Wednesday, 4 May 2011

Reviews Of Books I've Never Read

Infinite Jest by David Foster Wallace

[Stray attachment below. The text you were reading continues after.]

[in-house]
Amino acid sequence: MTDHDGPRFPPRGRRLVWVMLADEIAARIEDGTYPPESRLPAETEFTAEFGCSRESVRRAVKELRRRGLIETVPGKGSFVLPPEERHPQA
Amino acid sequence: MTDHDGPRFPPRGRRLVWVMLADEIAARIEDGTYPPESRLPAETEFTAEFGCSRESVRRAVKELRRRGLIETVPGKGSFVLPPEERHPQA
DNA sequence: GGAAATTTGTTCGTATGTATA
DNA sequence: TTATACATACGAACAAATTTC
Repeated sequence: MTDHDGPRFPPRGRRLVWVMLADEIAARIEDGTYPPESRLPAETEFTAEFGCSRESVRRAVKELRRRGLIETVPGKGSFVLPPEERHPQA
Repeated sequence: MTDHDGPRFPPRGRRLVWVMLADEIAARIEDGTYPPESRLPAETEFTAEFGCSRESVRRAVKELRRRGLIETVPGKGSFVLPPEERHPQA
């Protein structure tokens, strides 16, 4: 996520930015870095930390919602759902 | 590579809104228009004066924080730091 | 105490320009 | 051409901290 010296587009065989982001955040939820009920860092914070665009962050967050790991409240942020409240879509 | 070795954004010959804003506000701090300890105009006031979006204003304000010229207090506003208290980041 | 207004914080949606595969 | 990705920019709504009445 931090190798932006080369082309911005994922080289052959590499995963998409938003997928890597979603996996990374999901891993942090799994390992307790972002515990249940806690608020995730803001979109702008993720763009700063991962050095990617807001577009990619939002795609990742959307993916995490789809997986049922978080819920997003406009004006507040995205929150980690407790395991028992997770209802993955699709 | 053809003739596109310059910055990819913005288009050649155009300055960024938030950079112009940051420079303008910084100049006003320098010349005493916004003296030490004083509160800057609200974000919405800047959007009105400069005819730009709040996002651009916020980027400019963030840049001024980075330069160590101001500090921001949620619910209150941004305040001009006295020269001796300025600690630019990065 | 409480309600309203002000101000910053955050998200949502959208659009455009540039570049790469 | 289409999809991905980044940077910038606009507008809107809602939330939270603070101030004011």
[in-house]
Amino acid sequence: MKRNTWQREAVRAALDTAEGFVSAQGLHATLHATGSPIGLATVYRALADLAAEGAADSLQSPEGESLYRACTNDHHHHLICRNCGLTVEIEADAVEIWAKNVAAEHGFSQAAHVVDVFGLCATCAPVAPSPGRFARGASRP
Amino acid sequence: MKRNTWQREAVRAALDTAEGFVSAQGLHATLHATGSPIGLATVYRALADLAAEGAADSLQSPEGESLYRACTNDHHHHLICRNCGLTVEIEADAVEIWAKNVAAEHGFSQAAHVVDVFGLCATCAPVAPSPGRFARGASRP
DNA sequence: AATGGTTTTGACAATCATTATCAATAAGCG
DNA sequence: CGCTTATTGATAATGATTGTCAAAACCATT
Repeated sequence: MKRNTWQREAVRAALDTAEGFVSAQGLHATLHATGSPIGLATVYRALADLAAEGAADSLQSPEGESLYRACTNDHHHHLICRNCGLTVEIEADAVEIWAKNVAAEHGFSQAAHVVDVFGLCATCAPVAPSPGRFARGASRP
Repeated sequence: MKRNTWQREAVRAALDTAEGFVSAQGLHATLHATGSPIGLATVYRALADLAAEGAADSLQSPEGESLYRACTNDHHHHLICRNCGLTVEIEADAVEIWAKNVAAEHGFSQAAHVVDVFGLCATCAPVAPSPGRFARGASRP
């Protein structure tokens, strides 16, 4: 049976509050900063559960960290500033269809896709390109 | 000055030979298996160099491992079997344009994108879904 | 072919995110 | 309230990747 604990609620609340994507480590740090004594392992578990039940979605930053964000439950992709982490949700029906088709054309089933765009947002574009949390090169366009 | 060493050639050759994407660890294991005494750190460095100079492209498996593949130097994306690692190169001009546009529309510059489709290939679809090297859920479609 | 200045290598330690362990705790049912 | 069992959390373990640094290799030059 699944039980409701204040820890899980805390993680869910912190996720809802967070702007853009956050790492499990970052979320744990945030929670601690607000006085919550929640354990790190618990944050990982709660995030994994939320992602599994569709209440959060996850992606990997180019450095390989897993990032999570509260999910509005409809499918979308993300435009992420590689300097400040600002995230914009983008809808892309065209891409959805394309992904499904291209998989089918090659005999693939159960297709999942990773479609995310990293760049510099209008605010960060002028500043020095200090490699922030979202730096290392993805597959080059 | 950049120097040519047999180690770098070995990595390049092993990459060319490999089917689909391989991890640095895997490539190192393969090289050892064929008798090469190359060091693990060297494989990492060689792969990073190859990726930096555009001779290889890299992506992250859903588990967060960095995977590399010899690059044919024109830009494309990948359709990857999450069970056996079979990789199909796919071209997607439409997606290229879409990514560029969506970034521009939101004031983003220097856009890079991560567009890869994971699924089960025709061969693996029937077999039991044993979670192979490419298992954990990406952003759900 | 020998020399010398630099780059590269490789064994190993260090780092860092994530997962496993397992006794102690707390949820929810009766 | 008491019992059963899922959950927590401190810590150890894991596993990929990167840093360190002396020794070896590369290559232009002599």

As described in my previous book review post, I've been waiting in my dimly lit bathroom wearing my specially devised camouflage underpants, a copy of Thomas Pynchon's Against The Day held firmly in one hand and raised just slightly above my head, in order to kill silverfish that dare to creep from beneath my bathroom sink. A more vile creature has never lived unless you count my smelly and excessively hairy barber, Yargo Varnish, the Devil of Dorsterbrow. My results with Mr. Pynchon's opus (I have thought of switching to Gravity's Rainbow because of the force of the down-stroke illustrating the power of gravity and the rainbow being the feeling that washes over me when I see that silverfish body smashed to smithereens), but Against The Day holds so much promise for me and its glossy cover stands up well to repeated strikes, squashed silverfish innards and the odd urine droplet. But may I say, there is a new book in the running in the form of Mr. Wallace's magnificent work that broke the boundaries of post-modern literature and promises to also break my floor tiling. Let me clearly state it's not only the killing of silverfish that makes this book great. I don't want to mislead people into thinking it is a single purpose book. Additionally, this is one of the finest pieces of literature that I have never read, it's ideas and concepts so startling and forward thinking as to make me veritably dizzy, causing me to collapse upon my sofa bed. Not even a protruding coil spring could rouse me from my thoughtful stupor. There is one particular scene on page 982, so emotive and yet so cutting and indicative of the irony of its age, involving a tennis pro, a grenade and a Scandinavian buffet well-laden with rotting herring, that I wept tears of sadness, laughter, righteous indignation and gastrointestinal pain. This guy doesn't just blow literary convention out of the water, he shoots it out of a cannon at a Civil War re-enactment in Mobile, Alabama. And the vigorous use of footnotes, although a bit perplexing because I have still not trained my eyes to be in two different places at the same time without becoming wall-eyed, only sheds additional light on themes and issues that one might take issue with if one had enough time between swatting silverfish. So, to sum things up, Infinite Jest-it's for me, it's for you, maybe not your mother-in-law though, hey, I'm not joking about this.

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